by Thomas Precious
The company selected to operate video lottery terminals at Aqueduct said there are a host of unresolved issues, including restructuring its financing deal, before it can close on a final agreement with the state of New York to begin construction on the long-delayed facility.
But Delaware North, a Buffalo, N.Y., company, believes the deal will still close despite concerns from some state officials that the delay—it has been four months since the company was selected—could still scuttle the project.
“Nobody wishes we were further along than us," William J. Bissett, president of Delaware North’s Gaming & Entertainment subsidiary, told the Buffalo News. “It’s a very complicated transaction.”
The delay is causing some angst within the New York Racing Association, among horsemen, the Queens neighborhood around the track, and mostly the deficit-ridden state, which is relying on Delaware North’s $370-million winning bid for the casino. The money will not come until a memorandum of understanding is signed, and several key matters are outstanding.
Bissett confirmed the lending freeze in the financial markets has caused the company to “restructure’’ its financing package, including seeking new lenders. He said there are also environmental reviews not yet completed, and talks are under way with the state to provide some “market protection" for Delaware North in the event, as Gov. David Paterson is proposing, the state moves to permit a casino at nearby Belmont Park. And the state, which owns the land at Aqueduct, has still not finalized a $250-million bond to finance the casino’s construction.
“That needs to be adopted so we have some comfort," Bissett said of the higher vendor fees Delaware North wants if Belmont brings new competition.
“I wouldn’t call them fatal," Bissett said when asked if the matters could kill the project. “All could cause a problem down the road. I suspect they won’t, but it takes some time to get through."
But state officials Feb. 6 disputed Delaware North’s claims that any borrowing delay for the construction is holding up the project. Jeffrey Gordon, a spokesman for Paterson’s budget division, said $250 million in cash already is set aside for the project.
"It can be used now," Gordon said. "We don’t have to borrow money to do this."
The state anticipates providing the cash for the construction, then borrowing to reimburse the state for the cash expense. But Gordon noted that transaction is down the road and has no impact on Delaware North’s ability to proceed with construction.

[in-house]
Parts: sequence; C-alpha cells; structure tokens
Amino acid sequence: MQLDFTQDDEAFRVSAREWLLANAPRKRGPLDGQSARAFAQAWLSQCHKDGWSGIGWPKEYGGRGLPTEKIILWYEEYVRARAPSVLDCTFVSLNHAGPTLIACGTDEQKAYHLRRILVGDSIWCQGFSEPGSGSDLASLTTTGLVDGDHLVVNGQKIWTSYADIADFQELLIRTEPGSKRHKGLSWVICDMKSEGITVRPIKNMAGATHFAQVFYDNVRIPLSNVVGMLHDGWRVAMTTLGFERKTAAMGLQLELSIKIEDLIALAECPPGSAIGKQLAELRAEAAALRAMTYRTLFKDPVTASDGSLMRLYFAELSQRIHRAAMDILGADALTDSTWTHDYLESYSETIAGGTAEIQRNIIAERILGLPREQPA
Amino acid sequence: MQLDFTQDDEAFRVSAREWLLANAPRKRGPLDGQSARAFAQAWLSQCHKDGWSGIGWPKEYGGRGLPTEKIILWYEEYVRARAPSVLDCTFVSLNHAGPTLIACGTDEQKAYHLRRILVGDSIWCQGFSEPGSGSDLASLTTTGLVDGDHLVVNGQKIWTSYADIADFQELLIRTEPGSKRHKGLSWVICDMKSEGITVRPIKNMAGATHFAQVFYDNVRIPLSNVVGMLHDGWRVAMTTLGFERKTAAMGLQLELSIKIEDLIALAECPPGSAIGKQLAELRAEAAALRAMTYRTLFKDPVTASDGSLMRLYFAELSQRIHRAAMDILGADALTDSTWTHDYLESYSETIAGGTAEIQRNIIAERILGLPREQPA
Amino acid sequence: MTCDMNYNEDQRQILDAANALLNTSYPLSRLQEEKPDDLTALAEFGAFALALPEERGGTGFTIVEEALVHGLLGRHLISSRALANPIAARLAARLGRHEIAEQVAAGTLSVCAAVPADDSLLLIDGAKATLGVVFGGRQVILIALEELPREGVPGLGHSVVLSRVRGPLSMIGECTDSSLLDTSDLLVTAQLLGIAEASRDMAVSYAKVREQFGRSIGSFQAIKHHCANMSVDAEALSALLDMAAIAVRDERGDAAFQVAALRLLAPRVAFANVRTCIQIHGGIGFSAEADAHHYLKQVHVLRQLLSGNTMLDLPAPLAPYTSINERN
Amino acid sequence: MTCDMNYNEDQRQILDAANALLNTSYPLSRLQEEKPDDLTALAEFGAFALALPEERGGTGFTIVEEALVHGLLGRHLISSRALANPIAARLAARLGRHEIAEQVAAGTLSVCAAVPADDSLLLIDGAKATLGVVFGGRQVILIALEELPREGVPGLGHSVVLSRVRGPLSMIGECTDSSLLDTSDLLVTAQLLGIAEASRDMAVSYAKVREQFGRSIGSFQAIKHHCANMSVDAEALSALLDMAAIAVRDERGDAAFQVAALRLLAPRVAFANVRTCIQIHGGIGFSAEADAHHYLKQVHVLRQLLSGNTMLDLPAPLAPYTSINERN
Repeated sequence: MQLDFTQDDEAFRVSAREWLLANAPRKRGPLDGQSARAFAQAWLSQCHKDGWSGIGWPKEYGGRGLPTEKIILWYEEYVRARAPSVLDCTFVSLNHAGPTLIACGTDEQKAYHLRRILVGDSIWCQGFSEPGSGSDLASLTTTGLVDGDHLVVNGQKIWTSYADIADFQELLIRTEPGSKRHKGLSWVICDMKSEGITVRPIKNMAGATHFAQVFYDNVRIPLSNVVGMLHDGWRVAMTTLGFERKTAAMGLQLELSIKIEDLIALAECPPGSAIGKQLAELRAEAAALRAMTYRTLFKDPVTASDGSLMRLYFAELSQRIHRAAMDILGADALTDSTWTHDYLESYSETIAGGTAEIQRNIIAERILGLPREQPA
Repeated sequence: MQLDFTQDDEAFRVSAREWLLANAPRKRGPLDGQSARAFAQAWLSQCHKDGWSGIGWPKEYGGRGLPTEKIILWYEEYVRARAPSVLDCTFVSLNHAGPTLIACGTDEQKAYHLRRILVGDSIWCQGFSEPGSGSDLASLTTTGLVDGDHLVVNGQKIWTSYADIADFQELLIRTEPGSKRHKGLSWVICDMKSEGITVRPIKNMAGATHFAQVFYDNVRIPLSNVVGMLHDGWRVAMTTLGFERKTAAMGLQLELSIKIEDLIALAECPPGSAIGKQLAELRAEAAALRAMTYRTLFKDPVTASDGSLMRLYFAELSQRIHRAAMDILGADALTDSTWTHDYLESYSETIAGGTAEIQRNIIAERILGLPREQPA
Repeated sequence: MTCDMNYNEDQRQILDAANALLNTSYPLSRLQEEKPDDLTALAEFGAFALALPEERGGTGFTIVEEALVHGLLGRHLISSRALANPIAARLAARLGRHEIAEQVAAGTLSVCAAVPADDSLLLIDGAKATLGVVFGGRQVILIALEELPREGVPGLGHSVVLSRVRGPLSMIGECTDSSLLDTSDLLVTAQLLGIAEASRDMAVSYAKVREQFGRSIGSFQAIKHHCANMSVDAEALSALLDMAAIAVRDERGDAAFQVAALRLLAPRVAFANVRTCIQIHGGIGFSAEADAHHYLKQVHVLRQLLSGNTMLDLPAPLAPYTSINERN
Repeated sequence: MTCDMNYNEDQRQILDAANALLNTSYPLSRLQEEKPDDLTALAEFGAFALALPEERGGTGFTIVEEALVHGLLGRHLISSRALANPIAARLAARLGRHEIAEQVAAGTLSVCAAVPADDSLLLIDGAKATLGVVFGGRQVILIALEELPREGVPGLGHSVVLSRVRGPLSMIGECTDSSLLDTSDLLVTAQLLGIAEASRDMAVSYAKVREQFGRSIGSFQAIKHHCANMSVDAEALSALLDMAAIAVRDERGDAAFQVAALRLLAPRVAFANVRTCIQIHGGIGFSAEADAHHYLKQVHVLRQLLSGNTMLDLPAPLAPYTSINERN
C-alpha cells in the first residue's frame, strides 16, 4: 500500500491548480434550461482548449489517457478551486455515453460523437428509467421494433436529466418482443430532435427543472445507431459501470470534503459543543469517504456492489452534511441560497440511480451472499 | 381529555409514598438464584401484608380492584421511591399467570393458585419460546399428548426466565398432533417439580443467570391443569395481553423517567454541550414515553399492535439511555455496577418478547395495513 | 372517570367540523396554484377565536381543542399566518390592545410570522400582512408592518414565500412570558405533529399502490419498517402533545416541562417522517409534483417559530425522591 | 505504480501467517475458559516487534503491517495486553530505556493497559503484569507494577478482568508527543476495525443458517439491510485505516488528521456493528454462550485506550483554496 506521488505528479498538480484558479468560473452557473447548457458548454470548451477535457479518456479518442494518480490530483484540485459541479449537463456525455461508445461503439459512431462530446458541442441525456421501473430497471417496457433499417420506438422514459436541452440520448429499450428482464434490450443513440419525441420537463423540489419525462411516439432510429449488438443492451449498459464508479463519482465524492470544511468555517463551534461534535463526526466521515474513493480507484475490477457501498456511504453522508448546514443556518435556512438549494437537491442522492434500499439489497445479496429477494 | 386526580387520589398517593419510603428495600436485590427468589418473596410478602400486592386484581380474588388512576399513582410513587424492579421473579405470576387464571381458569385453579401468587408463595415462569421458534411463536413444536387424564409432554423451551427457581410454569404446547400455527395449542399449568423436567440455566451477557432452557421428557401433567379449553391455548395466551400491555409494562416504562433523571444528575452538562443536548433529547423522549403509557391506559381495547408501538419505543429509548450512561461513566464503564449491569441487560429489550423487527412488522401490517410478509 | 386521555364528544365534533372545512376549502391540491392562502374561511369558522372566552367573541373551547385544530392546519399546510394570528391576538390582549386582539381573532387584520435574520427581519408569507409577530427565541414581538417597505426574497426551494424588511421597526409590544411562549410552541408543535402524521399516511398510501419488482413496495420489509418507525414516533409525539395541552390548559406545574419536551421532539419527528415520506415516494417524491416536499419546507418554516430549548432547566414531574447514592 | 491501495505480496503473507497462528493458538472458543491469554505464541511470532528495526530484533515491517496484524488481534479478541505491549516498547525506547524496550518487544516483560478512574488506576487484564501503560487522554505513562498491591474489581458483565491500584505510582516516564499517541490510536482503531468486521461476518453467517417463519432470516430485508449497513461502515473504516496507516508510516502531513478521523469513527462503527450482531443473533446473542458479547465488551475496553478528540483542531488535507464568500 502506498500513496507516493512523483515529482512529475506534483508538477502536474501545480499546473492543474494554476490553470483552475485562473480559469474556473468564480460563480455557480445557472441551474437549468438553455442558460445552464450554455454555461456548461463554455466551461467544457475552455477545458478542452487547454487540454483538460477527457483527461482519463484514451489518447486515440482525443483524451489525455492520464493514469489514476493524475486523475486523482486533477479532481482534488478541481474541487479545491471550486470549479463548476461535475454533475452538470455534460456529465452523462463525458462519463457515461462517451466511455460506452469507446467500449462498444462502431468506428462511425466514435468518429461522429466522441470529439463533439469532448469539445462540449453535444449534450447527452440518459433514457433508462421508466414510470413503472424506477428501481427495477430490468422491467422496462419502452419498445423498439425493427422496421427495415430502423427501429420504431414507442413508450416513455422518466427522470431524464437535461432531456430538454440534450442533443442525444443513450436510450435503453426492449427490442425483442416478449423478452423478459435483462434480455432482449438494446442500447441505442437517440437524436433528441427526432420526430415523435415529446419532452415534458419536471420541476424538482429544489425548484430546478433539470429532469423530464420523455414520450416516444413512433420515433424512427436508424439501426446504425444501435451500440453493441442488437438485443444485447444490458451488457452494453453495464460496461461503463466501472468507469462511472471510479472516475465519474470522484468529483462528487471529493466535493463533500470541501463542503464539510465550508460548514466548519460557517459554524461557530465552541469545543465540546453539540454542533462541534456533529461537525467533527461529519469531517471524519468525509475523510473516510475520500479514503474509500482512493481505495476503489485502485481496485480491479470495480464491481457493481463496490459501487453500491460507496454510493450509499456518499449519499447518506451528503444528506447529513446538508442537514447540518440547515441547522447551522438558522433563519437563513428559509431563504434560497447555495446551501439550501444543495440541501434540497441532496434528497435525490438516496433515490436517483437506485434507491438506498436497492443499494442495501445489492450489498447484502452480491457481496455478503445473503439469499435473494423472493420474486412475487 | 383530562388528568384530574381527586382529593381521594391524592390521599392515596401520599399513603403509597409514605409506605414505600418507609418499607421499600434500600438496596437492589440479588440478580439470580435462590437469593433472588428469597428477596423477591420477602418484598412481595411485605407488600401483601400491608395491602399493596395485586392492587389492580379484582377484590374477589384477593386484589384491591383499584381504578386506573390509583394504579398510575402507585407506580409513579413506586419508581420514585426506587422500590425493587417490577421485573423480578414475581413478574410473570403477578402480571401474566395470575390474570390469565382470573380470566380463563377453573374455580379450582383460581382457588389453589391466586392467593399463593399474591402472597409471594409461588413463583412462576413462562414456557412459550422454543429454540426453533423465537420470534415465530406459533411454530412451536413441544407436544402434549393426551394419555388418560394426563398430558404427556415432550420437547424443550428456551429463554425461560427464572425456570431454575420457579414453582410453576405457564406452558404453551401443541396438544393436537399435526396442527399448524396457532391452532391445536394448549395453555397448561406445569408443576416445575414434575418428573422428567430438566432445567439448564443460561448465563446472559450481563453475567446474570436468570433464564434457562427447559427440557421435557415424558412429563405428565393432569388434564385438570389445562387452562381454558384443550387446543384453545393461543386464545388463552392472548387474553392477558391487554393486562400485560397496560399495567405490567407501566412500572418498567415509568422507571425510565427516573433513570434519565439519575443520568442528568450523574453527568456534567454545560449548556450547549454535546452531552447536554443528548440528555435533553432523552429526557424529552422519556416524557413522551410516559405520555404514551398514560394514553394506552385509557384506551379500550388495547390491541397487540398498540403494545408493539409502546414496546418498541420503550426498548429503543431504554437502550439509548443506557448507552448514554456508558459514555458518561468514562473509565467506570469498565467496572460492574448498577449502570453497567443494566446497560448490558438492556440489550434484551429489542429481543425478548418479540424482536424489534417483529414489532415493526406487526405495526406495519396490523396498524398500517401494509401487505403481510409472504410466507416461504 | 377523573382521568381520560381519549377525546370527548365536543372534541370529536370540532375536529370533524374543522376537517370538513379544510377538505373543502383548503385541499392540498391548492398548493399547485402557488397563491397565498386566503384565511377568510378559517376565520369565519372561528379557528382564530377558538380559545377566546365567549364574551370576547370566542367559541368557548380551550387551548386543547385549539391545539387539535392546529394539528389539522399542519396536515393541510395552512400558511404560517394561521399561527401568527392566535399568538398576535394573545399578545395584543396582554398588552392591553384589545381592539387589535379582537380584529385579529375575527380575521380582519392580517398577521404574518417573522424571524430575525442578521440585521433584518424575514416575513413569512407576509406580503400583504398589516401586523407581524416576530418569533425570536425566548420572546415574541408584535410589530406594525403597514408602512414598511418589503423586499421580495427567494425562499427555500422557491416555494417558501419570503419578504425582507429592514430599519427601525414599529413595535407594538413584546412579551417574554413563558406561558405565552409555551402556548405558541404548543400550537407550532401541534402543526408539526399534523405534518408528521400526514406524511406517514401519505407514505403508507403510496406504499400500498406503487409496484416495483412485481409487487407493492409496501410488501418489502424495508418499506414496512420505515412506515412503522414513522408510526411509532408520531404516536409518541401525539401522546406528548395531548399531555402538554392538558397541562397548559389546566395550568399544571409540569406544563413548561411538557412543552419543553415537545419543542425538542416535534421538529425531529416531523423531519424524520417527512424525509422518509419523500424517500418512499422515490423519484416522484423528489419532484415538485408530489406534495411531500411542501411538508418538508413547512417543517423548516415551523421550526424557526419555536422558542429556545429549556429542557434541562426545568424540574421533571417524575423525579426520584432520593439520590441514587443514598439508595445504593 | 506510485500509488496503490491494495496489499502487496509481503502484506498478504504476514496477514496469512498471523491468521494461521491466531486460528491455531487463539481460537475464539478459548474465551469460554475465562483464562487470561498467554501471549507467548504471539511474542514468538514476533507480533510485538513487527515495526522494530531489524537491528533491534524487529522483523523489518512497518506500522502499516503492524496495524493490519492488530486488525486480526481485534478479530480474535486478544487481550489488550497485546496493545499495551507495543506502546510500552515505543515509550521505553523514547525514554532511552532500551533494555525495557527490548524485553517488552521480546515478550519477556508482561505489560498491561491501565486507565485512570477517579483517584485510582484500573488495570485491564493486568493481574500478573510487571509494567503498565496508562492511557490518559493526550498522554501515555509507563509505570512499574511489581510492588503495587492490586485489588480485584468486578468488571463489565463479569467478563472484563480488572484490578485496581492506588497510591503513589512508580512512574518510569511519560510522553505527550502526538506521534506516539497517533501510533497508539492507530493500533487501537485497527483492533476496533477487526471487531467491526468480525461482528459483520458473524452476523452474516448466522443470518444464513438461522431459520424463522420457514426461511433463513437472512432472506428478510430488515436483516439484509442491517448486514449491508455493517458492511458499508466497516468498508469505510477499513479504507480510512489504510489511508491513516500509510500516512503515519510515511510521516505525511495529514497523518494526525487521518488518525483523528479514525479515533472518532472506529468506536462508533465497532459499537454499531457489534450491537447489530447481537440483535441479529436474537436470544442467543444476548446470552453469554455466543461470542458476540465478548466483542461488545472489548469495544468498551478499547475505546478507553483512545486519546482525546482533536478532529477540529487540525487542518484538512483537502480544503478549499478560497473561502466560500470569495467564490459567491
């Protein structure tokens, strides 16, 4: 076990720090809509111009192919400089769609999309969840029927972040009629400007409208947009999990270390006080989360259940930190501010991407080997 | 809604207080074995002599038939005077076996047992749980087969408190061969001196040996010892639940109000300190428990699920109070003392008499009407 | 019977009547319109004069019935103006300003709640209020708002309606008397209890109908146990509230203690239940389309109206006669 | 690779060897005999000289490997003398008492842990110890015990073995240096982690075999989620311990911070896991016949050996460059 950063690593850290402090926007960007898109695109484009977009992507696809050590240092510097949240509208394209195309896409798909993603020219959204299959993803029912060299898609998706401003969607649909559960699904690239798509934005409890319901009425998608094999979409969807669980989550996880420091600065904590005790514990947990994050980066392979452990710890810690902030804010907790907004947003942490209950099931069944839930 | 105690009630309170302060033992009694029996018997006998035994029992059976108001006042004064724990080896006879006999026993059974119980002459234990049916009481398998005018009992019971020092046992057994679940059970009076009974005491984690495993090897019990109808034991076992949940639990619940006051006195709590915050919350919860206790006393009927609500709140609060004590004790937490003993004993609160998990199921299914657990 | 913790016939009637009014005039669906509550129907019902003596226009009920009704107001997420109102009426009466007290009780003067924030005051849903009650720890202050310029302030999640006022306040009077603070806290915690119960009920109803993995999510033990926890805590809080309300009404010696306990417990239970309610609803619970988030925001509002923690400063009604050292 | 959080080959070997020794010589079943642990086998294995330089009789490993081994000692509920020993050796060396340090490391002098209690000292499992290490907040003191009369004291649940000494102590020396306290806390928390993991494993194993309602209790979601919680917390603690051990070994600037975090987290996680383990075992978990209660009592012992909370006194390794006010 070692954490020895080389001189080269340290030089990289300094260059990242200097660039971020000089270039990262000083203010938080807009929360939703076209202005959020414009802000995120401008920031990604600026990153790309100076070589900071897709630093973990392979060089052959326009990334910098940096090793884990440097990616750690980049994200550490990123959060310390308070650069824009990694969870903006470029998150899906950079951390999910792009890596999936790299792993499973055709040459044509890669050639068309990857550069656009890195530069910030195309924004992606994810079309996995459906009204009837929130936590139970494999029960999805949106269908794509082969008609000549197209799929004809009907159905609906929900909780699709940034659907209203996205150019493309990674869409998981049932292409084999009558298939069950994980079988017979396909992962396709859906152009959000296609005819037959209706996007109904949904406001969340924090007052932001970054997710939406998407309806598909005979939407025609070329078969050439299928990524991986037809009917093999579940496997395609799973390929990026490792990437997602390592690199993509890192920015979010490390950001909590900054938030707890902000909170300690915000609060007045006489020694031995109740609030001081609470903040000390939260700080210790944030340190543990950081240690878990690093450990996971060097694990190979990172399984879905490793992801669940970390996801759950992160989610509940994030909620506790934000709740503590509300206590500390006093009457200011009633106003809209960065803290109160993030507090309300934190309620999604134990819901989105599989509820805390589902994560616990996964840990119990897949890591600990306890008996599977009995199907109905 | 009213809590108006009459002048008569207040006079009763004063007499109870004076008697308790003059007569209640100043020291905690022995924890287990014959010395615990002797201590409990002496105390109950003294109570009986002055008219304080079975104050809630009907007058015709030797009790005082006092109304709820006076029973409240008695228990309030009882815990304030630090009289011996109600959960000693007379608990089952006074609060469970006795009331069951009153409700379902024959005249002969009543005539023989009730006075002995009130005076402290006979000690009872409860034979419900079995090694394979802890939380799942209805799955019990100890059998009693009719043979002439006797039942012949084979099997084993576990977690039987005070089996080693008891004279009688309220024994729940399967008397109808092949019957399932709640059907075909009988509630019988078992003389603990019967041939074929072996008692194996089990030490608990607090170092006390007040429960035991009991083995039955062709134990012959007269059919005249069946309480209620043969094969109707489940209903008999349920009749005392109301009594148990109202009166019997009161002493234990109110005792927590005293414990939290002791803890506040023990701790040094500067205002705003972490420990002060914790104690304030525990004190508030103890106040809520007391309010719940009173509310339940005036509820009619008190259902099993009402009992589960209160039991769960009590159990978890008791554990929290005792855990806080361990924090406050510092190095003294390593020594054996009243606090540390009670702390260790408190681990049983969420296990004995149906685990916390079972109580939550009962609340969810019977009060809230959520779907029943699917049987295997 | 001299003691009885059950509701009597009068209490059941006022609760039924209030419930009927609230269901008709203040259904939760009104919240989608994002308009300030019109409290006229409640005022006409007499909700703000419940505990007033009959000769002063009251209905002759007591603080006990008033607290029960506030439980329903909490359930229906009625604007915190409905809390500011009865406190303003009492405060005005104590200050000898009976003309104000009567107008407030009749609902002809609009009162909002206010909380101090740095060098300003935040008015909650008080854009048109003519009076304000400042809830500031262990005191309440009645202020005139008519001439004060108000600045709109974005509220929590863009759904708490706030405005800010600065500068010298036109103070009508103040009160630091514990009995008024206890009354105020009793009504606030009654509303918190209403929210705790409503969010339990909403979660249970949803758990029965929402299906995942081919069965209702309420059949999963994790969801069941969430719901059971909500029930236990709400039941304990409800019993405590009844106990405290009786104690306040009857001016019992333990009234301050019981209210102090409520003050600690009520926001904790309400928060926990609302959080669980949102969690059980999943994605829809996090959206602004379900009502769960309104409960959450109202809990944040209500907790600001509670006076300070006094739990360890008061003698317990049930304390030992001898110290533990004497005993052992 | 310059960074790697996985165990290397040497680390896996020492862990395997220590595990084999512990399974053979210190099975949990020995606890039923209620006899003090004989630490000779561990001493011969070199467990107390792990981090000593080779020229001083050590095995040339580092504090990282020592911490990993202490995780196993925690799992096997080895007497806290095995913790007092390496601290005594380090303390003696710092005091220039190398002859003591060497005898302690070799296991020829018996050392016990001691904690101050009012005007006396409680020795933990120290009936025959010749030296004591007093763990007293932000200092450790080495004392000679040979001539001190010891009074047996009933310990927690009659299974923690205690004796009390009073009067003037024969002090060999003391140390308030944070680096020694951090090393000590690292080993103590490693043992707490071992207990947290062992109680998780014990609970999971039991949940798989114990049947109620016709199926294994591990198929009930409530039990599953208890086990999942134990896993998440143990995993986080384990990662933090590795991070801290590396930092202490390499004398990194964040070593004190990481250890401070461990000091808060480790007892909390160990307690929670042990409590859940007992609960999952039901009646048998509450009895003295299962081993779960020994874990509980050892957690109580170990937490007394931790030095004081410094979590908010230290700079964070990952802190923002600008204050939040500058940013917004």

A Queens lawmaker, however, is growing increasingly concerned about the delay in closing the deal. “I’m just frustrated, and so is the community," Assemblywoman Audrey Pheffer, a Democrat who represents the Aqueduct area, told the newspaper.
Pheffer said she can’t tell if the delays are with the Paterson administration or Delaware North because neither side has been willing to share information with her. She said lawmakers could help Delaware North pressure Paterson to close the deal if his administration is the reason for the delay.
“If it’s Delaware North, then I’d have to say to the governor, ‘OK, if it’s not Delaware North, look at somebody else" for the contract, she said.
Aqueduct was first approved for a VLT casino in 2001. The state estimates it is losing $1 million in casino revenue-sharing payments every day the casino is not operational. The Delaware North casino will feature 4,500 machines.
After a deal between NYRA and MGM Mirage fell apart, the state opened bidding for a new casino project. Delaware North, which operates three VLT racetrack casinos in the state, including at its own track, Finger Lakes Gaming & Racetrack, won with a bid of $370 million–$120 million more than the closest competitor. The company’s competitors at the time said they did not know how Delaware North could afford to make the project work with such a large up-front payment.
The Paterson administration last fall expected ground to be broken on the casino soon after Jan. 1. Now, officials said they expect construction to begin sometime this year, and it will take up to 14 months to complete.
“We are continuing to work on finalizing a memorandum of understanding between the state and Delaware North regarding the Aqueduct VLT project,” said Risa Heller, a Paterson spokeswoman. “We have been making progress; however it is a very complex process.”